[English version of the Introductory Letter]

Napovednik predavanj

Predavanja potekajo vsak Četrtek ob 18h v klubu Gromka na Metelkovi.

11.4.2013: Liljana Burcar: Po socializmu le tema demokracije: restavracija kapitalizma in pogospodinjenje žensk

4.4.2013: Mislav Žitko: Rekonstitucija centralnega bančništva in socializacija bank

28.3.2013: Barbara Kresal: Koliko je socialnega v EU? Primer prenove slovenske delovne zakonodaje

21.3.2013: Andreja Živković: Kriza evroobmočja in kriza levih alternativ

Izredno predavanje:13.3.2013: Michael Roberts: Kriza območja evra je kriza kapitalizma

7.3.2013: Rok Kogej: Kritika keynesovske skromnosti

27.2.2013: Riccardo Bellofiore: Paradigmatska izjema. Italija v svetovni in evropski krizi (Predavanje bo izjemoma v sredo ob 17:00)

21.2.2013: Božo Repe: Evropske integracije, revizija zgodovine in novi protifašizem

14.2.2013: James Meadway: Reševanje krize evroobmočja: varčevanje, eurokeynesianizem in antikapitalistične alternative

7.2.2013: Igor Vuksanović: Ustava in ideologija

30.1.2013: Andrea Milat: Evropa 2020 in mednarodno sodelovanje na področju visokega šolstva in znanosti (Predavanje bo izjemoma v sredo ob 17:00)

24.1.2013: Primož Krašovec: Zgodovinska in aktualna protislovja evropske ideologije

17.1.2013: Viljem Merhar: Reševanje krize kapitalizma kot sistema

10.1.2013: Sašo Slaček Brlek: Proizvodnja pristanka med novičarskimi delavci na Radiu Slovenija

20.12.2012: Angela Wigger: Konkurenca, svetovna kriza in alternative neoliberalnemu kapitalizmu: kritično soočenje z anarhizmom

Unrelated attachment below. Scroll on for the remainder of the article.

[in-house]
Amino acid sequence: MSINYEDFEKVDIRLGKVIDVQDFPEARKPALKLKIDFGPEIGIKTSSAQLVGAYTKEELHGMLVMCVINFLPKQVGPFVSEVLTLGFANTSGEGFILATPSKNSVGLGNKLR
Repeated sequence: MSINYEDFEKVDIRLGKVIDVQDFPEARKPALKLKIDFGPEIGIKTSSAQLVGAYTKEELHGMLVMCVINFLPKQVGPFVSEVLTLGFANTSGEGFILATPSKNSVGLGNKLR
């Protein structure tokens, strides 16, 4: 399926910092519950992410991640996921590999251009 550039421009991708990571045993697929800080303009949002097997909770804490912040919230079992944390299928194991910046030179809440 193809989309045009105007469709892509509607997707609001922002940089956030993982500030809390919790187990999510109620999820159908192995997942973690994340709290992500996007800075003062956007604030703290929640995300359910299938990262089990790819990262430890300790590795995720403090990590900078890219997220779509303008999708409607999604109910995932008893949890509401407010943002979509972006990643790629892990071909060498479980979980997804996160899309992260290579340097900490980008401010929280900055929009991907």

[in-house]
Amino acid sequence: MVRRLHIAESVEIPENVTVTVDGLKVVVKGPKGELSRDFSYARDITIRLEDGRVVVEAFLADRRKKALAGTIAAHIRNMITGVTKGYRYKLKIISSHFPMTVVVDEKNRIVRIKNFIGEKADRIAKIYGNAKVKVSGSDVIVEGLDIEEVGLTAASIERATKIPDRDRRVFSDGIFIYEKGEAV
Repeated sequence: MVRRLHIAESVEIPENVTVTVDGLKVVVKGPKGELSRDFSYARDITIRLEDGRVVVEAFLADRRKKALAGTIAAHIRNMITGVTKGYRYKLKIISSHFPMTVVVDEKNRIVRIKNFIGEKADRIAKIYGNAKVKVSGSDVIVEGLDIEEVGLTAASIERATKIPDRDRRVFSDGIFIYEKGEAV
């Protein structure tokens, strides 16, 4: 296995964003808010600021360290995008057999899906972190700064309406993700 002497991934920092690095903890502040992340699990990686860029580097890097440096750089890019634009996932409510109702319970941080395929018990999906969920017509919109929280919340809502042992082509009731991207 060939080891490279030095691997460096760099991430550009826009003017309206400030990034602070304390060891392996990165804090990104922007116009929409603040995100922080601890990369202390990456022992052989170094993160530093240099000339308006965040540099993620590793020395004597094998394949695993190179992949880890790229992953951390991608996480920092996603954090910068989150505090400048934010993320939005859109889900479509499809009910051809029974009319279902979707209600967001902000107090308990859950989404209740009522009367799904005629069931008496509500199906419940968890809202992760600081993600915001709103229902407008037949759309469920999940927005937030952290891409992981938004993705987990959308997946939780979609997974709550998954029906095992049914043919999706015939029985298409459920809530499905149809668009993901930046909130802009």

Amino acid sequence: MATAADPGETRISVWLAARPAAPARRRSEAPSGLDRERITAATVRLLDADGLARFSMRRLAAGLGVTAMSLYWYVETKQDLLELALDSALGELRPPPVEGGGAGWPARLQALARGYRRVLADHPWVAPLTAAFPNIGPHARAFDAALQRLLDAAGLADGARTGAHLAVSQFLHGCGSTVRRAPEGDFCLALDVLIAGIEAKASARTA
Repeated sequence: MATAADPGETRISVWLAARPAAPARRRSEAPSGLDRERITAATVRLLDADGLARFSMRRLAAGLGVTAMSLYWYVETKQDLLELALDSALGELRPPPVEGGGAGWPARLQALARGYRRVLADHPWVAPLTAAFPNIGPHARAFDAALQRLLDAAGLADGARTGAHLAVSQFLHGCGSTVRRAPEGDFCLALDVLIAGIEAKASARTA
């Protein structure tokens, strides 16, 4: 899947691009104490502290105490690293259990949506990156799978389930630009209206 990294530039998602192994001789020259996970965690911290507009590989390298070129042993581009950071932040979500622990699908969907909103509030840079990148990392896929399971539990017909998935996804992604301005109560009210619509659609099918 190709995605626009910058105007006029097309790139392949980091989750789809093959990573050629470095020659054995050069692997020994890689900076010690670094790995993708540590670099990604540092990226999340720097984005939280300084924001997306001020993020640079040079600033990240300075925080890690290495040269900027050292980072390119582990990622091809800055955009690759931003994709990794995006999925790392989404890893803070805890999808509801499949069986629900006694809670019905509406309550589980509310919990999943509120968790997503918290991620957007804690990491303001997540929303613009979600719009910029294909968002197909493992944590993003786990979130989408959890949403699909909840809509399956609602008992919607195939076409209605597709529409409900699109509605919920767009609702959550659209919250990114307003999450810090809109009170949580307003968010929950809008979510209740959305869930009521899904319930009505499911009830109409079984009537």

Izredno predavanje:13.12.2012: Marko Kržan: Skica aktualnega družbeno-ekonomskega stanja v Sloveniji

6.12.2012: Domagoj Mihaljević: Verjeti brez razprave: Proces hrvaškega priključevanja Evropski uniji

29.11.2012: John Grahl: Kriza evroobmočja in konec socialne Evrope

22.11.2012: Sašo Furlan: Kriza evroobmočja v kontekstu globalne krize kapitalističnega produkcijskega načina

Uvodno predavanje:15.11.2012: Joachim Becker: Preobrazbe in krize EU

New webpage:

We moved the WPU web page to a new adress

Wellcome: dpu.si

The Workers and Punks’ University

WPU, the Workers and Punks’ University (http://dpu.mirovni-institut.si/ ), is a collective of students, researchers, and activists who organize series of public lectures, workshops, and seminars on issues that are both theoretically crucial and politically urgent. Located in the Autonomous Cultural Centre Metelkova and affiliated with the Peace Institute (Ljubljana), it provides a radical local alternative to the academia as well as politics. Instead of degrees it offers public debate, and instead of expert knowledge, theory.

WPU was established in 1998. Its board comprises students and activists who practice in their organizational work the politics of self-management. The core of WPU represents a series of lectures on a topic selected by the board. The lectures given by both academic and independent researchers run each year from November to May. Tackling politically and socially relevant issues in an accessible as well as rigorous manner, they are aimed at a broad audience that actively contributes to discussions. The lectures are accompanied by reading seminars that either supplement the lectures or develop their own problematics, fostering in each case the interaction between WPU and the community. To that aim, week-long symposia have been organized in recent years around Labor Day. Representatives of WPU are also engaged in social struggles such as student demonstrations, union strikes, and activist movements.

The topics of the WPU series of lectures have been:

Revolution (1998), Neo-conservatism (1999), The New Right (2000), The Left (2001), Utopistics (2001-2), May 68 REvision (2002-3), Love and Politics (2003-4), Post-Fordism (2004-5), Political Ecology (2005-6), On Sin (2006-7), Totalitarianism (2007-8), Stupidity (2008-9), School as an Ideological Apparatus of Economy (2009-10), Class Struggle after Class Struggle (2010-11), Financialization (2011-12).

The Double Crisis of European Integration